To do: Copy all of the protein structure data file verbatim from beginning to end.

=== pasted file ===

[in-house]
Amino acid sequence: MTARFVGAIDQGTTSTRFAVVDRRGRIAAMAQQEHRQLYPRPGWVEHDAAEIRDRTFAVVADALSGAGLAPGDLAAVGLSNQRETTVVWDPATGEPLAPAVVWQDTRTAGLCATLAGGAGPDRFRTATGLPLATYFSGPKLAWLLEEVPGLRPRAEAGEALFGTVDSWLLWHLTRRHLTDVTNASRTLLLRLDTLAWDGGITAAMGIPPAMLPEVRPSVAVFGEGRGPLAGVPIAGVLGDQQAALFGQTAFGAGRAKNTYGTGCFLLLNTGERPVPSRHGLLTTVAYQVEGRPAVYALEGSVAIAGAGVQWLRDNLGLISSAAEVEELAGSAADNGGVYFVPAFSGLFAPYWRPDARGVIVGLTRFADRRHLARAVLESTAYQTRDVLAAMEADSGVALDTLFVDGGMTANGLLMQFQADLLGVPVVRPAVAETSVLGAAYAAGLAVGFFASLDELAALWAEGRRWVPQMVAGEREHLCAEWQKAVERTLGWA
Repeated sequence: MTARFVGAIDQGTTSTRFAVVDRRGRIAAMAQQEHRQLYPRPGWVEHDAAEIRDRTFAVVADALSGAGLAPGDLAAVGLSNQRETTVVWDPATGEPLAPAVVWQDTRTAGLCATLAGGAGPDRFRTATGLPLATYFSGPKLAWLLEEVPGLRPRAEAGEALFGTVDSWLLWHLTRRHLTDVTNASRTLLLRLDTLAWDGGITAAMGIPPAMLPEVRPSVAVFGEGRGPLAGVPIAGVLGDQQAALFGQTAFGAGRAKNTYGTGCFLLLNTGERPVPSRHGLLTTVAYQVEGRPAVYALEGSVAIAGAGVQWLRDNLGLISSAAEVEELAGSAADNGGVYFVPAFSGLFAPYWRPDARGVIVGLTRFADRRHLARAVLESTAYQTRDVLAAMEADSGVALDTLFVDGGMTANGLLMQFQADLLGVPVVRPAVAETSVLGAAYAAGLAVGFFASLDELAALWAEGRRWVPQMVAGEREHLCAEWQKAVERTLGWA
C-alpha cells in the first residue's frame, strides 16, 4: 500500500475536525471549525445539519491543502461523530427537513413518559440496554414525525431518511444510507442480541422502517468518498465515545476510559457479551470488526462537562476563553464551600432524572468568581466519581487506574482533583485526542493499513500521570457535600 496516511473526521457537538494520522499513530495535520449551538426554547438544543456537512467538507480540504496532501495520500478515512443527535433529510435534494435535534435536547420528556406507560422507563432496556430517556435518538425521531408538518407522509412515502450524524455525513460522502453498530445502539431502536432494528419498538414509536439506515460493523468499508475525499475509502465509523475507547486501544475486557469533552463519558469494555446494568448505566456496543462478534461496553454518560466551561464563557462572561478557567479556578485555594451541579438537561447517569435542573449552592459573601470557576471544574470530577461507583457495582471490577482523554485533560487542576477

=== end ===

[in-house]
Amino acid sequence: MTARFVGAIDQGTTSTRFAVVDRRGRIAAMAQQEHRQLYPRPGWVEHDAAEIRDRTFAVVADALSGAGLAPGDLAAVGLSNQRETTVVWDPATGEPLAPAVVWQDTRTAGLCATLAGGAGPDRFRTATGLPLATYFSGPKLAWLLEEVPGLRPRAEAGEALFGTVDSWLLWHLTRRHLTDVTNASRTLLLRLDTLAWDGGITAAMGIPPAMLPEVRPSVAVFGEGRGPLAGVPIAGVLGDQQAALFGQTAFGAGRAKNTYGTGCFLLLNTGERPVPSRHGLLTTVAYQVEGRPAVYALEGSVAIAGAGVQWLRDNLGLISSAAEVEELAGSAADNGGVYFVPAFSGLFAPYWRPDARGVIVGLTRFADRRHLARAVLESTAYQTRDVLAAMEADSGVALDTLFVDGGMTANGLLMQFQADLLGVPVVRPAVAETSVLGAAYAAGLAVGFFASLDELAALWAEGRRWVPQMVAGEREHLCAEWQKAVERTLGWA
Repeated sequence: MTARFVGAIDQGTTSTRFAVVDRRGRIAAMAQQEHRQLYPRPGWVEHDAAEIRDRTFAVVADALSGAGLAPGDLAAVGLSNQRETTVVWDPATGEPLAPAVVWQDTRTAGLCATLAGGAGPDRFRTATGLPLATYFSGPKLAWLLEEVPGLRPRAEAGEALFGTVDSWLLWHLTRRHLTDVTNASRTLLLRLDTLAWDGGITAAMGIPPAMLPEVRPSVAVFGEGRGPLAGVPIAGVLGDQQAALFGQTAFGAGRAKNTYGTGCFLLLNTGERPVPSRHGLLTTVAYQVEGRPAVYALEGSVAIAGAGVQWLRDNLGLISSAAEVEELAGSAADNGGVYFVPAFSGLFAPYWRPDARGVIVGLTRFADRRHLARAVLESTAYQTRDVLAAMEADSGVALDTLFVDGGMTANGLLMQFQADLLGVPVVRPAVAETSVLGAAYAAGLAVGFFASLDELAALWAEGRRWVPQMVAGEREHLCAEWQKAVERTLGWA
C-alpha cells in the first residue's frame, strides 16, 4: 500500500475536525471549525445539519491543502461523530427537513413518559440496554414525525431518511444510507442480541422502517468518498465515545476510559457479551470488526462537562476563553464551600432524572468568581466519581487506574482533583485526542493499513500521570457535600 496516511473526521457537538494520522499513530495535520449551538426554547438544543456537512467538507480540504496532501495520500478515512443527535433529510435534494435535534435536547420528556406507560422507563432496556430517556435518538425521531408538518407522509412515502450524524455525513460522502453498530445502539431502536432494528419498538414509536439506515460493523468499508475525499475509502465509523475507547486501544475486557469533552463519558469494555446494568448505566456496543462478534461496553454518560466551561464563557462572561478557567479556578485555594451541579438537561447517569435542573449552592459573601470557576471544574470530577461507583457495582471490577482523554485533560487542576477